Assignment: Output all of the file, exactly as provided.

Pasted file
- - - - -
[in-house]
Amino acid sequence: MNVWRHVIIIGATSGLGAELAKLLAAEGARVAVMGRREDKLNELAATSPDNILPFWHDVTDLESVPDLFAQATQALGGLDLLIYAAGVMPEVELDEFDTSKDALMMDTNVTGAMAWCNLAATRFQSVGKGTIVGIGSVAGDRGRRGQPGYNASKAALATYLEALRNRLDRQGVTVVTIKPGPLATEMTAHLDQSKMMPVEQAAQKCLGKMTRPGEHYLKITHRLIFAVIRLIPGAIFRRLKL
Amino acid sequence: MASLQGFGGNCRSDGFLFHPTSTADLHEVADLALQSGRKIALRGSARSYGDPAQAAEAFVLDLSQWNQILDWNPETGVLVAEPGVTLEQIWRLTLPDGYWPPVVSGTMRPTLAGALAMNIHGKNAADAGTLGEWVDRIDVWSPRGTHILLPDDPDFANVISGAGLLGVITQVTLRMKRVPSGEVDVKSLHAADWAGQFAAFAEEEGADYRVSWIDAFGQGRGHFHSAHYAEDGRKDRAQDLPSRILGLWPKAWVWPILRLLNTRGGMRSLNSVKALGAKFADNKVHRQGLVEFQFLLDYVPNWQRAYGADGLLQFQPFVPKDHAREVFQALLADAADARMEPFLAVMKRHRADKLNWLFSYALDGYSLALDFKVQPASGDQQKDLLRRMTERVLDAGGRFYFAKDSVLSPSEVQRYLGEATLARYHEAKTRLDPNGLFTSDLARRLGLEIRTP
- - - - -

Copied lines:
[in-house]
Amino acid sequence: MNVWRHVIIIGATSGLGAELAKLLAAEGARVAVMGRREDKLNELAATSPDNILPFWHDVTDLESVPDLFAQATQALGGLDLLIYAAGVMPEVELDEFDTSKDALMMDTNVTGAMAWCNLAATRFQSVGKGTIVGIGSVAGDRGRRGQPGYNASKAALATYLEALRNRLDRQGVTVVTIKPGPLATEMTAHLDQSKMMPVEQAAQKCLGKMTRPGEHYLKITHRLIFAVIRLIPGAIFRRLKL
Amino acid sequence: MASLQGFGGNCRSDGFLFHPTSTADLHEVADLALQSGRKIALRGSARSYGDPAQAAEAFVLDLSQWNQILDWNPETGVLVAEPGVTLEQIWRLTLPDGYWPPVVSGTMRPTLAGALAMNIHGKNAADAGTLGEWVDRIDVWSPRGTHILLPDDPDFANVISGAGLLGVITQVTLRMKRVPSGEVDVKSLHAADWAGQFAAFAEEEGADYRVSWIDAFGQGRGHFHSAHYAEDGRKDRAQDLPSRILGLWPKAWVWPILRLLNTRGGMRSLNSVKALGAKFADNKVHRQGLVEFQFLLDYVPNWQRAYGADGLLQFQPFVPKDHAREVFQALLADAADARMEPFLAVMKRHRADKLNWLFSYALDGYSLALDFKVQPASGDQQKDLLRRMTERVLDAGGRFYFAKDSVLSPSEVQRYLGEATLARYHEAKTRLDPNGLFTSDLARRLGLEIRTP